Here I tried several ways to explain exactly how wrong they were and how that was terrible, but then I decided to take my own advice and stop before I endorsed the hollow Earth theory.  My current contender for an opposition book is Good Calories, Bad Calories, but I’m open to suggestions.

Health At Every Size Roundup

I read Health At Every Size and wrote a number of blog posts on it.  Some are follow ups on science it mentions but didn’t not examine in depth, some are spot checks of its scientific claims.  Neither set is comprehensive, but hopefully they are helpful.

HAES pre-check: What I thought about fat, food, and health before reading HAES.

Now I’m learning about hypothalamusing: The hypothalamus is the main coordinator of food consumption and use, and we have no idea how it works.

Ghrelin: The Hunger and Lung Development Games: the discovery that the hunger hormone also plays a crucial role in fetal lung development inspires a pun I will find increasingly difficult to maintain as the series progresses.

Leptin: Catching Chemicals: This one was a stretch.

Insulin and Glucagon: Mockingsugar: you try and come up with a food/health/fat based pun on the word Mockingjay.

Bariatric Surgery: HAES says it’s universally bad, my reading of the literature is that it’s awful, but sometimes the better choice.

Fiber: The Mr Rogers of Nutrition: Everyone likes fiber.

Obesity, Blood Pressure, and Study Design: partially an examination of the link between obesity and blood pressure, but mostly an explanation of why the studies we’ve done so far are so unhelpful.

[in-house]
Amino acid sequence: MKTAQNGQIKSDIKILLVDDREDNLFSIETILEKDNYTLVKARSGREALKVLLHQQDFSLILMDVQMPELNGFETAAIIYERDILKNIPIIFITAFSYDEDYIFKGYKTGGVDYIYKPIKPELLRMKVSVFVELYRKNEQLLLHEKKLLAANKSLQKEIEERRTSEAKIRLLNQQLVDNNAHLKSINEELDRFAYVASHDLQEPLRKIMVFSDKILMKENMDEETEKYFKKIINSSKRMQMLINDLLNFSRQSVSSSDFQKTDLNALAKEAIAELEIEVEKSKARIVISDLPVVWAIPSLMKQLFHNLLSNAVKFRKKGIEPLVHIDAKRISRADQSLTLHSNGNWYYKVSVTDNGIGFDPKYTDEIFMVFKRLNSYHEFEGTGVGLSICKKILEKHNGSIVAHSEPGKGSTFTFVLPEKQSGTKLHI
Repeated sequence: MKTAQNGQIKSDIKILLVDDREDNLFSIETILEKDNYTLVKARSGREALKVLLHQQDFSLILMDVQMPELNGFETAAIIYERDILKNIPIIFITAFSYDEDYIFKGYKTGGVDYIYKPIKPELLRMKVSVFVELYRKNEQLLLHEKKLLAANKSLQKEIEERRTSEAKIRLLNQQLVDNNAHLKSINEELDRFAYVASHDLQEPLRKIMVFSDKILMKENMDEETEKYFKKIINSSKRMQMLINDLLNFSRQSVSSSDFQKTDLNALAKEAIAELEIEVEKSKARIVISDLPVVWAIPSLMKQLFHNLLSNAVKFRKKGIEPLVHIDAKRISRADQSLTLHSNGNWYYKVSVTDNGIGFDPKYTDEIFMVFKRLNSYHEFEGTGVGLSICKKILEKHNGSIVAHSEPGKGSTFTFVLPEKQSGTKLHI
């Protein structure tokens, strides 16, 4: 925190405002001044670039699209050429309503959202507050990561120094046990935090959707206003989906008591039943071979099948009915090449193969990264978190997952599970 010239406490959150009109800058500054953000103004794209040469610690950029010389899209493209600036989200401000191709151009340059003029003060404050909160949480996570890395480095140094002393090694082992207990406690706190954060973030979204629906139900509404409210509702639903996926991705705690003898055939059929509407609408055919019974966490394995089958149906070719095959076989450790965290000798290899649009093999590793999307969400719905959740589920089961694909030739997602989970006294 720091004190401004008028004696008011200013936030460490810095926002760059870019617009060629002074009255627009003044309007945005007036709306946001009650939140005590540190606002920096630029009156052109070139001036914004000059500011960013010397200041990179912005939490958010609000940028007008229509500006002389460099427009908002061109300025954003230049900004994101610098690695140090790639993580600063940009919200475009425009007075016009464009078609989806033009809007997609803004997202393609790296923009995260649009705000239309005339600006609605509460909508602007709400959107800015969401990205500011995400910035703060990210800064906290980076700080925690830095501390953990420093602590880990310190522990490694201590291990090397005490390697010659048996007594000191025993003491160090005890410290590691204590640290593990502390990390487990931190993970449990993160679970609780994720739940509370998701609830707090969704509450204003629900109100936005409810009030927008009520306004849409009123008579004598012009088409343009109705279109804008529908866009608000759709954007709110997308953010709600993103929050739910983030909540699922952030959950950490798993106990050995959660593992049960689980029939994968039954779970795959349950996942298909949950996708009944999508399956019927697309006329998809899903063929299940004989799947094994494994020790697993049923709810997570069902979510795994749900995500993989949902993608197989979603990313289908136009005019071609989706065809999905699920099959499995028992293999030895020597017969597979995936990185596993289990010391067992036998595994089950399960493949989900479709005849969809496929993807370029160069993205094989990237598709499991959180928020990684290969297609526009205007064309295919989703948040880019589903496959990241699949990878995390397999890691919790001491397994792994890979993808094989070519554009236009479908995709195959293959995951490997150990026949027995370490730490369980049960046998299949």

Controls and Confounds: Why designing a study to determine causality is so hard.

HAES post-check: What I thought about fat, food, and health after reading HAES.

HAES post-check

A chief contention of Health At Every Size (Linda Bacon) is that human beings can’t lose weight, so even if it would optimal for them to weigh less, there’s nothing to be done about it.  Is this true?  It’s hard to answer, because the question isn’t very well defined.  Bacon admits there are things human beings can do to gain weight, and when they stop doing them, they sometimes lose weight.  So if you’re doing those things, you probably can lose weight.  And that people have a set range they can move around in healthily, based on diet and exercise, so if you’re at the top of your range now you could lose 20 pounds and still be okay.

On page 143, Bacon very strongly implies that twins maintain the same body weight even when they have very different activity levels, so weight is controlled by genetics.  The studies she cites do show that when activity and diet is held constant, two unrelated people will have different health metrics.  They also show that when two identical twins have different activity levels or diets, they will have different health metrics (including weight).  Oh, and the combined sample size of both studies together is 35 sets of twins.  This is where I started to get angry.  I get using weak studies that strongly support your hypothesis.  I get misleading people about what a study stays to support your hypothesis.  But doing both is just…argh.  I supported HAES.  The actual prescriptions for food are basically the Michael Pollan diet (eat food, mostly plants), and motivation to retrain yourself to like real food rather than hyperprocessed crap.  Those goals are good.  Those goals are good even if they lead to weight gain, because under most circumstances produce is good for you and cheetos are not (although not all- this Captain Awkward post is full of people for whom carrots trigger intense digestive distress but hamburgers are safe and nurturing.  I used to live off of pasta because anything else felt like eating death.)